When the All-Knowing God Asks You a Question (#7): “Is My Hand So Short?”

When the All-Knowing God Asks You a Question (#7): “Is My Hand So Short?”

The people of Judah were suffering greatly under Babylonian attacks. The people prayed to God for relief. Nothing changed. The people grew frustrated.

Through the prophet Isaiah, God asked the people a question: “Is My hand so short that it cannot ransom? Or have I no power to deliver?” (Isaiah 50:2).

This question hardly needs an answer. God is the Creator. He can do anything! Only a few lines earlier, in 40:28-31, Isaiah described God as One who never grows weary or tired, who in fact gives strength to the weary.

God knew the answer to His own question, but the people needed to ponder it. They were angry that God didn’t fix their problems. They could only figure that the gods of Babylon were too much for Him to handle.

What a ridiculous idea! Isaiah took up the theme again. He directly explained why God was not coming to their rescue:

Behold, the Lord’s hand is not so short that it cannot save; Nor is His ear so dull that it cannot hear. But your iniquities have made a separation between you and your God. And your sins have hidden His face from you so that He does not hear (Isaiah 59:1-2).

 

Is God’s Hand So Short that He Cannot Save YOU?

Have you ever experienced one of those moments where you wondered why God didn’t answer your prayers? We must quickly rule out God’s deafness or weakness. There are other possibilities that we must consider:

A sinful lifestyle. We must never think that prayer on Sunday morning cuts through sin Monday through Saturday. Isaiah insisted the people repent, so that God could bless them again (Isaiah 1:16-17).

Wrong motives. James 4:3 says, “you ask and do not receive, because you ask with wrong motives, so that you may spend it on your pleasures.” If God doesn’t make that Ferrari appear in the driveway, the problem is not with God’s ability to make it appear, but with our hearts. We seek to gratify the flesh. God is not a heavenly vending machine that spits out treats when we push the buttons. We ask God to meet our needs (Matthew 6:11), but we must seek first His kingdom. Prayer is more about bending our will to God’s rather than bending His will to ours. Spending more of our prayer time saying thank you (1 Thessalonians 5:18) and offering praise (Matthew 6:9) will counteract the Christmas list mentality.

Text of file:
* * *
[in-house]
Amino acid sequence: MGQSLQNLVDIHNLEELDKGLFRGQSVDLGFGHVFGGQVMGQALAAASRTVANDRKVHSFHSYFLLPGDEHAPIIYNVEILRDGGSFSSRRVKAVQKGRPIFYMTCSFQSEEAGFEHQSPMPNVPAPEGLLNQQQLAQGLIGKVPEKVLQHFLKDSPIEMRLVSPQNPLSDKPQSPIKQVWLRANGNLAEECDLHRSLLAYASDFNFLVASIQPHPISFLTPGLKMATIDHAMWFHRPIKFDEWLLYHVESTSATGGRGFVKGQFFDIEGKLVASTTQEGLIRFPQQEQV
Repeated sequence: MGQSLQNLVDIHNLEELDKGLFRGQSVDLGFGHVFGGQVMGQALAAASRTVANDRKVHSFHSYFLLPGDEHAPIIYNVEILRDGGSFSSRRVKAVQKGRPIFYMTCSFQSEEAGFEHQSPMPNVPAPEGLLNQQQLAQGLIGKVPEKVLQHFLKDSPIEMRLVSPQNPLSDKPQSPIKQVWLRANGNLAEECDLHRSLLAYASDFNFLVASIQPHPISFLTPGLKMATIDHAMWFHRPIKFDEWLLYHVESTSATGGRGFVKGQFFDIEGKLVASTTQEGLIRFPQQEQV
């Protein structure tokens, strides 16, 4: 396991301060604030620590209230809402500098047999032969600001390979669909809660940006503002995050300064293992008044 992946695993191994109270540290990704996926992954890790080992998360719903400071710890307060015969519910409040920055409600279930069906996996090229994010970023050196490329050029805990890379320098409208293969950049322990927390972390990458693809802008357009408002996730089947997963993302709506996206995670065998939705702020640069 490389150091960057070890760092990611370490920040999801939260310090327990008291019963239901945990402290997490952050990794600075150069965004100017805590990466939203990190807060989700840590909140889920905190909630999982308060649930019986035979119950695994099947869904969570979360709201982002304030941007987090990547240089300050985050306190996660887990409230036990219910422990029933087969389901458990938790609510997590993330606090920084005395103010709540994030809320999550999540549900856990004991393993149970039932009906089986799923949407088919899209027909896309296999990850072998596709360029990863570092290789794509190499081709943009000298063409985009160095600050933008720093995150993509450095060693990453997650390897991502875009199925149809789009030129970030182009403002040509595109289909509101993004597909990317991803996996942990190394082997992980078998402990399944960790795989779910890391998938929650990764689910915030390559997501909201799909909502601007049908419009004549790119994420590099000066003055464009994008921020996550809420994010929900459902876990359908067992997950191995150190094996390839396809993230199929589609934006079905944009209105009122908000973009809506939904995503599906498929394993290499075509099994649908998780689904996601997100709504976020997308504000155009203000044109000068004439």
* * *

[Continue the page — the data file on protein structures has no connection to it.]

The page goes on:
Benevolent refusal. While God invites us to cast all our anxieties upon Him (Philippians 4:6-7), it is important to recognize God’s will. Jesus asked for a way to save mankind without the cross, but He concluded, “Not as I will, but as You will … Your will be done” (Matthew 26:39, 42). The apostle Paul prayed three times that the thorn in the flesh be removed, but God refused. Thankfully, God also told Paul why this was for the best. Paul confessed “power is perfected in weakness” and rejoiced in the grace he already possessed (2 Corinthians 12:7-9).

God is a perfect parent. He doesn’t give stones for loaves (Matt. 7:9). God has our best interests at heart (Romans 8:28). Sometimes that means saying, “No.” Just as a parent will not purchase every toy for a reaching child, God disciplines for our good (Hebrews 12:6).

Benevolent delay. Perhaps God is not saying, “No”; perhaps He is saying, “Not yet.” Jesus told the parable of the unjust judge to illustrate how “at all times they ought to pray and not lose heart” (Luke 18:1-8). God promised Abraham a child, but He made him wait 25 years for the birth of Isaac (Genesis 12:2-4, 21:5). God promised Israel the land, but made them endure 400 years of bondage before the Exodus (Genesis 15:12-16). Jesus intentionally slowed His pace to Bethany, allowing Mary and Martha lose Lazarus to death, so that they could see the greater grace of his coming forth (John 11:6-15, 38-44). And of course, God promises deliverance to the saints, though He delays judgment for the good of all (Revelation 6:9-11, 2 Peter 3:9).

Sin and broken relationships. If our hearts are not at peace with others, it is difficult for our hearts to be at peace with God. A husband who fails to show honor to his wife can have his prayers “be hindered” (1 Peter 3:7). It’s best to address these things before worshiping God (Matthew 5:23-24).                            –John Guzzetta